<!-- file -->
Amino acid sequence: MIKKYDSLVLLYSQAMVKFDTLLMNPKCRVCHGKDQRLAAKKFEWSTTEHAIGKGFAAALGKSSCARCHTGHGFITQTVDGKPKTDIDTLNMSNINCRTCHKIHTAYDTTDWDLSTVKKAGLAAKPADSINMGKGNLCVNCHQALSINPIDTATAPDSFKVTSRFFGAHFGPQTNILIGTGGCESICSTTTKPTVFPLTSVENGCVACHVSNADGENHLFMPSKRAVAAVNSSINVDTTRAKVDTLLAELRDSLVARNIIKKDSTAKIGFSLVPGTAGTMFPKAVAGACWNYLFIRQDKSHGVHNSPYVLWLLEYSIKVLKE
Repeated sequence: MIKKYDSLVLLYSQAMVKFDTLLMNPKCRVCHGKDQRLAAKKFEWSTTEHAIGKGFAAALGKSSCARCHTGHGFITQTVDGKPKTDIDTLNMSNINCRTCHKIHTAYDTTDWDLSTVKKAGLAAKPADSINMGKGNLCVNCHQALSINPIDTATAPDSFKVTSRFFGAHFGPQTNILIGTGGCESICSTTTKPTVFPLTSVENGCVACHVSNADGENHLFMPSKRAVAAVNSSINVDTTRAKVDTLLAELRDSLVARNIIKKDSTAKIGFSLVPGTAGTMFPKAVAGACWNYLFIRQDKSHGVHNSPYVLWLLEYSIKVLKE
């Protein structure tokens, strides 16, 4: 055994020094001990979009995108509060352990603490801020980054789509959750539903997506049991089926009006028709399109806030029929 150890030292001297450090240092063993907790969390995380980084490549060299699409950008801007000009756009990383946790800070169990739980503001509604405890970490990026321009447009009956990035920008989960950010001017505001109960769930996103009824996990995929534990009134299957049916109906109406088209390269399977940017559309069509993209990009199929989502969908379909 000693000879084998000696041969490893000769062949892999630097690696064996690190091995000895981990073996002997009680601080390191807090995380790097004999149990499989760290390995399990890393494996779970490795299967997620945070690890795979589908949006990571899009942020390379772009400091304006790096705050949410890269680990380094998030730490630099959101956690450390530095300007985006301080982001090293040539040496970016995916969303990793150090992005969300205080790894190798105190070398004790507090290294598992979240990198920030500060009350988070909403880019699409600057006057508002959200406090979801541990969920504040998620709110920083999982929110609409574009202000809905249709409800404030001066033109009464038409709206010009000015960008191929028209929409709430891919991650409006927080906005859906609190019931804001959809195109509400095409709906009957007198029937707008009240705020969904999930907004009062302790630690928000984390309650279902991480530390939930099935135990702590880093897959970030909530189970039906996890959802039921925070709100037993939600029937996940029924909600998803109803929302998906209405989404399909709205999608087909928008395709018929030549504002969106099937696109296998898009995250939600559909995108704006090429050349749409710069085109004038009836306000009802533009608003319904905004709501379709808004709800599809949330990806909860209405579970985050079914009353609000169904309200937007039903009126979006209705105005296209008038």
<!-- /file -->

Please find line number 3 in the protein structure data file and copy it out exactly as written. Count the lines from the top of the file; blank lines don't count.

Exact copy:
């Protein structure tokens, strides 16, 4: 055994020094001990979009995108509060352990603490801020980054789509959750539903997506049991089926009006028709399109806030029929 150890030292001297450090240092063993907790969390995380980084490549060299699409950008801007000009756009990383946790800070169990739980503001509604405890970490990026321009447009009956990035920008989960950010001017505001109960769930996103009824996990995929534990009134299957049916109906109406088209390269399977940017559309069509993209990009199929989502969908379909 000693000879084998000696041969490893000769062949892999630097690696064996690190091995000895981990073996002997009680601080390191807090995380790097004999149990499989760290390995399990890393494996779970490795299967997620945070690890795979589908949006990571899009942020390379772009400091304006790096705050949410890269680990380094998030730490630099959101956690450390530095300007985006301080982001090293040539040496970016995916969303990793150090992005969300205080790894190798105190070398004790507090290294598992979240990198920030500060009350988070909403880019699409600057006057508002959200406090979801541990969920504040998620709110920083999982929110609409574009202000809905249709409800404030001066033109009464038409709206010009000015960008191929028209929409709430891919991650409006927080906005859906609190019931804001959809195109509400095409709906009957007198029937707008009240705020969904999930907004009062302790630690928000984390309650279902991480530390939930099935135990702590880093897959970030909530189970039906996890959802039921925070709100037993939600029937996940029924909600998803109803929302998906209405989404399909709205999608087909928008395709018929030549504002969106099937696109296998898009995250939600559909995108704006090429050349749409710069085109004038009836306000009802533009608003319904905004709501379709808004709800599809949330990806909860209405579970985050079914009353609000169904309200937007039903009126979006209705105005296209008038």